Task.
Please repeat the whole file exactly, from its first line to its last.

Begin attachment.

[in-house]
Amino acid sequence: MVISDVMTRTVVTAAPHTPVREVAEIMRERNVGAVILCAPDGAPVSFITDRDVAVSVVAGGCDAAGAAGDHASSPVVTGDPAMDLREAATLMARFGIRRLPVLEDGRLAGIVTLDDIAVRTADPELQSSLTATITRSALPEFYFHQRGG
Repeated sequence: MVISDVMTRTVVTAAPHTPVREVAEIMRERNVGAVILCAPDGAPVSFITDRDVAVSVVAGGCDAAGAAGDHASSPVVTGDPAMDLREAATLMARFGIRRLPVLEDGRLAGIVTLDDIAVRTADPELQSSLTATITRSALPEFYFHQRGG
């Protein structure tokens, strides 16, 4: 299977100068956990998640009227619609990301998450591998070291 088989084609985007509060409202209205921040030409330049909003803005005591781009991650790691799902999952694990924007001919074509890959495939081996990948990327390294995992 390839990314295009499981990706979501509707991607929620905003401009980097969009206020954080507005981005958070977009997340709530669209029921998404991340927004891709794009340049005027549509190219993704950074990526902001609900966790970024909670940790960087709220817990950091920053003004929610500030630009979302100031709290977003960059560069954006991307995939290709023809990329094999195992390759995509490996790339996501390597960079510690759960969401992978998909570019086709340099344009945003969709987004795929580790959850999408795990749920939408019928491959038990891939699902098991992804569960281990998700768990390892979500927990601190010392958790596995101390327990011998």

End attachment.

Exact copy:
[in-house]
Amino acid sequence: MVISDVMTRTVVTAAPHTPVREVAEIMRERNVGAVILCAPDGAPVSFITDRDVAVSVVAGGCDAAGAAGDHASSPVVTGDPAMDLREAATLMARFGIRRLPVLEDGRLAGIVTLDDIAVRTADPELQSSLTATITRSALPEFYFHQRGG
Repeated sequence: MVISDVMTRTVVTAAPHTPVREVAEIMRERNVGAVILCAPDGAPVSFITDRDVAVSVVAGGCDAAGAAGDHASSPVVTGDPAMDLREAATLMARFGIRRLPVLEDGRLAGIVTLDDIAVRTADPELQSSLTATITRSALPEFYFHQRGG
């Protein structure tokens, strides 16, 4: 299977100068956990998640009227619609990301998450591998070291 088989084609985007509060409202209205921040030409330049909003803005005591781009991650790691799902999952694990924007001919074509890959495939081996990948990327390294995992 390839990314295009499981990706979501509707991607929620905003401009980097969009206020954080507005981005958070977009997340709530669209029921998404991340927004891709794009340049005027549509190219993704950074990526902001609900966790970024909670940790960087709220817990950091920053003004929610500030630009979302100031709290977003960059560069954006991307995939290709023809990329094999195992390759995509490996790339996501390597960079510690759960969401992978998909570019086709340099344009945003969709987004795929580790959850999408795990749920939408019928491959038990891939699902098991992804569960281990998700768990390892979500927990601190010392958790596995101390327990011998």